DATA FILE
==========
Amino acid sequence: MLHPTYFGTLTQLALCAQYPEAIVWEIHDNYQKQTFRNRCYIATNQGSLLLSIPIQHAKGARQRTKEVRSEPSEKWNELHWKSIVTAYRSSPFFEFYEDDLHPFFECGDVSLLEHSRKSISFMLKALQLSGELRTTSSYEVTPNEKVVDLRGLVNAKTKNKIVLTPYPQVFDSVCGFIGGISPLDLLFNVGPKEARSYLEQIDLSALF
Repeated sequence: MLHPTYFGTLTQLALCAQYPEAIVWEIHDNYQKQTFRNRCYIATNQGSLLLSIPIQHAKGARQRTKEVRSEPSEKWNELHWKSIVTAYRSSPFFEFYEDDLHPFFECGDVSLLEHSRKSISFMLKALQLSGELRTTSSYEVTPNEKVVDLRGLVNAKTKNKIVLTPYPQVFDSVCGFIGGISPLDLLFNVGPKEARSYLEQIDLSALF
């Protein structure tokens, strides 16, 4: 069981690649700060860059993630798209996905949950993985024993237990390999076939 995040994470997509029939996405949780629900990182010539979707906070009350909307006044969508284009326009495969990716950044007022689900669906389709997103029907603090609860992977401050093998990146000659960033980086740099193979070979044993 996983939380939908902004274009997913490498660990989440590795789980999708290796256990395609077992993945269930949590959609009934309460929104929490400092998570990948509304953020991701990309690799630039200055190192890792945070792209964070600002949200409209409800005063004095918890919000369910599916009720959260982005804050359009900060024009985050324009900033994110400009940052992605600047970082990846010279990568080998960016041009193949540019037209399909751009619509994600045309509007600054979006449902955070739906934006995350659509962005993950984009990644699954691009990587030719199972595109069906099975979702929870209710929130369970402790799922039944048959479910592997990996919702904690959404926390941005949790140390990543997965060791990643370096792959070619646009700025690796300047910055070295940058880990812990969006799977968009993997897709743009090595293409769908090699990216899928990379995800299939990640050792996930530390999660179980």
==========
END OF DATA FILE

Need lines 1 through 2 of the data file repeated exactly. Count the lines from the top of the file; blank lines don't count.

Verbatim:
Amino acid sequence: MLHPTYFGTLTQLALCAQYPEAIVWEIHDNYQKQTFRNRCYIATNQGSLLLSIPIQHAKGARQRTKEVRSEPSEKWNELHWKSIVTAYRSSPFFEFYEDDLHPFFECGDVSLLEHSRKSISFMLKALQLSGELRTTSSYEVTPNEKVVDLRGLVNAKTKNKIVLTPYPQVFDSVCGFIGGISPLDLLFNVGPKEARSYLEQIDLSALF
Repeated sequence: MLHPTYFGTLTQLALCAQYPEAIVWEIHDNYQKQTFRNRCYIATNQGSLLLSIPIQHAKGARQRTKEVRSEPSEKWNELHWKSIVTAYRSSPFFEFYEDDLHPFFECGDVSLLEHSRKSISFMLKALQLSGELRTTSSYEVTPNEKVVDLRGLVNAKTKNKIVLTPYPQVFDSVCGFIGGISPLDLLFNVGPKEARSYLEQIDLSALF